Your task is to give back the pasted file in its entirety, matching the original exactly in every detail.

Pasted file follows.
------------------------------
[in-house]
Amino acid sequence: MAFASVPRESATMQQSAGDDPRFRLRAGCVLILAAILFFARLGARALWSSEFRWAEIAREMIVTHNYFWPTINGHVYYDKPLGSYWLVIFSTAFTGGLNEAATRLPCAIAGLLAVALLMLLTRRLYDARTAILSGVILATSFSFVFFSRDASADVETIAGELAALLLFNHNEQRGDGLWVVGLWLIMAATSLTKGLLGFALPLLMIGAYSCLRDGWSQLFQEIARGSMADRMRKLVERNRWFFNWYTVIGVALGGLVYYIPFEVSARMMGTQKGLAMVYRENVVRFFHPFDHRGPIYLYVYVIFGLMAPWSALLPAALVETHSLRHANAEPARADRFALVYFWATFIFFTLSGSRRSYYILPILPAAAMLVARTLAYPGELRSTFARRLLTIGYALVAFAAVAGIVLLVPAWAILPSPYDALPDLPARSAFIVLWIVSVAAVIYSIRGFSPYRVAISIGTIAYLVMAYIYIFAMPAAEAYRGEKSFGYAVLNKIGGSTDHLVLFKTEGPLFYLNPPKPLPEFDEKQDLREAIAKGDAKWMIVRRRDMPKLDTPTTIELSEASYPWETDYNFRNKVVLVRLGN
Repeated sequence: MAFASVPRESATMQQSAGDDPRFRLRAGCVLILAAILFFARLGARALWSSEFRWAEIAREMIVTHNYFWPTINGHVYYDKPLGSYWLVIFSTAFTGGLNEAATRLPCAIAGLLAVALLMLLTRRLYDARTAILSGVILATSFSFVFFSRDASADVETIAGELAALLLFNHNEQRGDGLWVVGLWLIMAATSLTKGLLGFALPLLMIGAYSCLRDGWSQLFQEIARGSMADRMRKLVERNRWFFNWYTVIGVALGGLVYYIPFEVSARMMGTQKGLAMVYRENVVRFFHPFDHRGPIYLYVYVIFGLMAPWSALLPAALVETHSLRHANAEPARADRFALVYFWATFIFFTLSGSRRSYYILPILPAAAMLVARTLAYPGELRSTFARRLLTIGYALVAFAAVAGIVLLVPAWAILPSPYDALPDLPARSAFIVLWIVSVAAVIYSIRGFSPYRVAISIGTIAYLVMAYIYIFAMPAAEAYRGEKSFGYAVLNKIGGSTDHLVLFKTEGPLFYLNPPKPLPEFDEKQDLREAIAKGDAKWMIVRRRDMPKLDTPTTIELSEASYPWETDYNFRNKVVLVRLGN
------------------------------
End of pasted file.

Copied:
[in-house]
Amino acid sequence: MAFASVPRESATMQQSAGDDPRFRLRAGCVLILAAILFFARLGARALWSSEFRWAEIAREMIVTHNYFWPTINGHVYYDKPLGSYWLVIFSTAFTGGLNEAATRLPCAIAGLLAVALLMLLTRRLYDARTAILSGVILATSFSFVFFSRDASADVETIAGELAALLLFNHNEQRGDGLWVVGLWLIMAATSLTKGLLGFALPLLMIGAYSCLRDGWSQLFQEIARGSMADRMRKLVERNRWFFNWYTVIGVALGGLVYYIPFEVSARMMGTQKGLAMVYRENVVRFFHPFDHRGPIYLYVYVIFGLMAPWSALLPAALVETHSLRHANAEPARADRFALVYFWATFIFFTLSGSRRSYYILPILPAAAMLVARTLAYPGELRSTFARRLLTIGYALVAFAAVAGIVLLVPAWAILPSPYDALPDLPARSAFIVLWIVSVAAVIYSIRGFSPYRVAISIGTIAYLVMAYIYIFAMPAAEAYRGEKSFGYAVLNKIGGSTDHLVLFKTEGPLFYLNPPKPLPEFDEKQDLREAIAKGDAKWMIVRRRDMPKLDTPTTIELSEASYPWETDYNFRNKVVLVRLGN
Repeated sequence: MAFASVPRESATMQQSAGDDPRFRLRAGCVLILAAILFFARLGARALWSSEFRWAEIAREMIVTHNYFWPTINGHVYYDKPLGSYWLVIFSTAFTGGLNEAATRLPCAIAGLLAVALLMLLTRRLYDARTAILSGVILATSFSFVFFSRDASADVETIAGELAALLLFNHNEQRGDGLWVVGLWLIMAATSLTKGLLGFALPLLMIGAYSCLRDGWSQLFQEIARGSMADRMRKLVERNRWFFNWYTVIGVALGGLVYYIPFEVSARMMGTQKGLAMVYRENVVRFFHPFDHRGPIYLYVYVIFGLMAPWSALLPAALVETHSLRHANAEPARADRFALVYFWATFIFFTLSGSRRSYYILPILPAAAMLVARTLAYPGELRSTFARRLLTIGYALVAFAAVAGIVLLVPAWAILPSPYDALPDLPARSAFIVLWIVSVAAVIYSIRGFSPYRVAISIGTIAYLVMAYIYIFAMPAAEAYRGEKSFGYAVLNKIGGSTDHLVLFKTEGPLFYLNPPKPLPEFDEKQDLREAIAKGDAKWMIVRRRDMPKLDTPTTIELSEASYPWETDYNFRNKVVLVRLGN